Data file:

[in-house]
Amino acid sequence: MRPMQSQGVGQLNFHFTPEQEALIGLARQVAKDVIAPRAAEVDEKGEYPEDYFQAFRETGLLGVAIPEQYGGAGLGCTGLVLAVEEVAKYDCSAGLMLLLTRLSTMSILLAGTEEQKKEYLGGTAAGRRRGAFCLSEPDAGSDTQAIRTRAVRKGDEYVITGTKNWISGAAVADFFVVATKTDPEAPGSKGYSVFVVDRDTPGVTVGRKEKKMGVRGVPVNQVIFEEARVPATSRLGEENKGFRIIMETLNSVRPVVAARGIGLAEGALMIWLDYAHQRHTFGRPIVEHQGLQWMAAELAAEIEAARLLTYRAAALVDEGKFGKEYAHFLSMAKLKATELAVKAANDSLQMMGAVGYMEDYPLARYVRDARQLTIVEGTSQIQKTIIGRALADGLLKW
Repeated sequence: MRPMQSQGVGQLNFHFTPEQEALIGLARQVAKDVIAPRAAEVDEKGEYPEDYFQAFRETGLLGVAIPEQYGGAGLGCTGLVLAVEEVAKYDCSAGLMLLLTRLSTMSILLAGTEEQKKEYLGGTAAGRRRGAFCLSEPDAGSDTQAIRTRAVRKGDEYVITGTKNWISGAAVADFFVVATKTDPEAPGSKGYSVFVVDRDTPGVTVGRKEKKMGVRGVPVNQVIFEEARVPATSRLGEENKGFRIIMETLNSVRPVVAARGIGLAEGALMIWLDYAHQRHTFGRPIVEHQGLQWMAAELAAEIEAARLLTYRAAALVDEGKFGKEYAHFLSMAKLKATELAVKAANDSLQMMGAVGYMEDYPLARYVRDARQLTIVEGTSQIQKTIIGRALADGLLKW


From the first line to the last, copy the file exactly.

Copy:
[in-house]
Amino acid sequence: MRPMQSQGVGQLNFHFTPEQEALIGLARQVAKDVIAPRAAEVDEKGEYPEDYFQAFRETGLLGVAIPEQYGGAGLGCTGLVLAVEEVAKYDCSAGLMLLLTRLSTMSILLAGTEEQKKEYLGGTAAGRRRGAFCLSEPDAGSDTQAIRTRAVRKGDEYVITGTKNWISGAAVADFFVVATKTDPEAPGSKGYSVFVVDRDTPGVTVGRKEKKMGVRGVPVNQVIFEEARVPATSRLGEENKGFRIIMETLNSVRPVVAARGIGLAEGALMIWLDYAHQRHTFGRPIVEHQGLQWMAAELAAEIEAARLLTYRAAALVDEGKFGKEYAHFLSMAKLKATELAVKAANDSLQMMGAVGYMEDYPLARYVRDARQLTIVEGTSQIQKTIIGRALADGLLKW
Repeated sequence: MRPMQSQGVGQLNFHFTPEQEALIGLARQVAKDVIAPRAAEVDEKGEYPEDYFQAFRETGLLGVAIPEQYGGAGLGCTGLVLAVEEVAKYDCSAGLMLLLTRLSTMSILLAGTEEQKKEYLGGTAAGRRRGAFCLSEPDAGSDTQAIRTRAVRKGDEYVITGTKNWISGAAVADFFVVATKTDPEAPGSKGYSVFVVDRDTPGVTVGRKEKKMGVRGVPVNQVIFEEARVPATSRLGEENKGFRIIMETLNSVRPVVAARGIGLAEGALMIWLDYAHQRHTFGRPIVEHQGLQWMAAELAAEIEAARLLTYRAAALVDEGKFGKEYAHFLSMAKLKATELAVKAANDSLQMMGAVGYMEDYPLARYVRDARQLTIVEGTSQIQKTIIGRALADGLLKW